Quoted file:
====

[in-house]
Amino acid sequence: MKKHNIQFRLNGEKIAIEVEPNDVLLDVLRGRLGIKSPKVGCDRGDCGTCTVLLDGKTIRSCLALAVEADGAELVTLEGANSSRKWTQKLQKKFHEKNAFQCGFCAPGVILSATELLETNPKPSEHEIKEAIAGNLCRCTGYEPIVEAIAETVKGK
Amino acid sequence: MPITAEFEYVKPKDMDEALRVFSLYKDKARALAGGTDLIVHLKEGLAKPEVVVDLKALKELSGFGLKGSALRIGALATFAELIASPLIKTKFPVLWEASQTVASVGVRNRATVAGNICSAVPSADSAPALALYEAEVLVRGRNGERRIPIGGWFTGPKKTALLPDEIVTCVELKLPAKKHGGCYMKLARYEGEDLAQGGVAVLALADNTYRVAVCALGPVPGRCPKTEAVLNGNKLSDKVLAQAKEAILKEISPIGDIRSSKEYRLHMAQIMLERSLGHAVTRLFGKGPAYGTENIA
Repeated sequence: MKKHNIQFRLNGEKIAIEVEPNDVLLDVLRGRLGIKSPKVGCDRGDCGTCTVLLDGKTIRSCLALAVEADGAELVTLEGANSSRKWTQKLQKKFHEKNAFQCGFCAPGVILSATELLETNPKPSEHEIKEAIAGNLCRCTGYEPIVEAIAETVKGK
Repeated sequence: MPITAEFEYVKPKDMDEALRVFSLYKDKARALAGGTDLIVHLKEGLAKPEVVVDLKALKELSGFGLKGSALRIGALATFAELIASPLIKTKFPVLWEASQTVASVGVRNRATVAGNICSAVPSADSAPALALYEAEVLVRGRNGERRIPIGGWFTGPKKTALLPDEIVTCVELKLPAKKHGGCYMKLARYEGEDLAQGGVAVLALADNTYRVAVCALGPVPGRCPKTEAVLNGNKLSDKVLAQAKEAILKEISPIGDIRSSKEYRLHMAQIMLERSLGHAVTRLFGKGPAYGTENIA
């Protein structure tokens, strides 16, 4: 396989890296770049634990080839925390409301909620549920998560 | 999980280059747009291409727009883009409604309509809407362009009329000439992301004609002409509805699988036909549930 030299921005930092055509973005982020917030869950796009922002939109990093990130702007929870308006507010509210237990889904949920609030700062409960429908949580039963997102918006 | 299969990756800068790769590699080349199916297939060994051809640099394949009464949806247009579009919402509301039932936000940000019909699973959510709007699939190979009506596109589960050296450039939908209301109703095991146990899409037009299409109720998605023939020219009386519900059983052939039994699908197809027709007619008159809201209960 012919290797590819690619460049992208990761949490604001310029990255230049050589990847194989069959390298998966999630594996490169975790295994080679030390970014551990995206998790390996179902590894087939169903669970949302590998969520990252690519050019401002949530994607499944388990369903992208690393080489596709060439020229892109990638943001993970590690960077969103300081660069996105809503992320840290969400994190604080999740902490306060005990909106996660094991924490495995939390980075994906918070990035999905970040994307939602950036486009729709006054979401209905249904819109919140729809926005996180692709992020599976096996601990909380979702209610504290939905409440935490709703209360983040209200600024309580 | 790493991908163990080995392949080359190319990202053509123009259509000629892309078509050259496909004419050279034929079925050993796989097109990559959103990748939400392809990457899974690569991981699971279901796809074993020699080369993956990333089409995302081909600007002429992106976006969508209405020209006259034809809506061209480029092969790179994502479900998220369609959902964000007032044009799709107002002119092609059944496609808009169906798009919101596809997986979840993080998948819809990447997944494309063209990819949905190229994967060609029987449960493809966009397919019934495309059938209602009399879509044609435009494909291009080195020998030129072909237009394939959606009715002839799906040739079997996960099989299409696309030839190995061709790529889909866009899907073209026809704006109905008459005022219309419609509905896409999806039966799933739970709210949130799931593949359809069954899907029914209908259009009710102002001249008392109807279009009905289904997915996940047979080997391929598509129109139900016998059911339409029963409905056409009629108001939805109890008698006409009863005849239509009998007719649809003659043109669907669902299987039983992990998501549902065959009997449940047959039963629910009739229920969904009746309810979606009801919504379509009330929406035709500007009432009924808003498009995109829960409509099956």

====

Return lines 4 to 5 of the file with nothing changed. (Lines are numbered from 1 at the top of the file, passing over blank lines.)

Repeated sequence: MKKHNIQFRLNGEKIAIEVEPNDVLLDVLRGRLGIKSPKVGCDRGDCGTCTVLLDGKTIRSCLALAVEADGAELVTLEGANSSRKWTQKLQKKFHEKNAFQCGFCAPGVILSATELLETNPKPSEHEIKEAIAGNLCRCTGYEPIVEAIAETVKGK
Repeated sequence: MPITAEFEYVKPKDMDEALRVFSLYKDKARALAGGTDLIVHLKEGLAKPEVVVDLKALKELSGFGLKGSALRIGALATFAELIASPLIKTKFPVLWEASQTVASVGVRNRATVAGNICSAVPSADSAPALALYEAEVLVRGRNGERRIPIGGWFTGPKKTALLPDEIVTCVELKLPAKKHGGCYMKLARYEGEDLAQGGVAVLALADNTYRVAVCALGPVPGRCPKTEAVLNGNKLSDKVLAQAKEAILKEISPIGDIRSSKEYRLHMAQIMLERSLGHAVTRLFGKGPAYGTENIA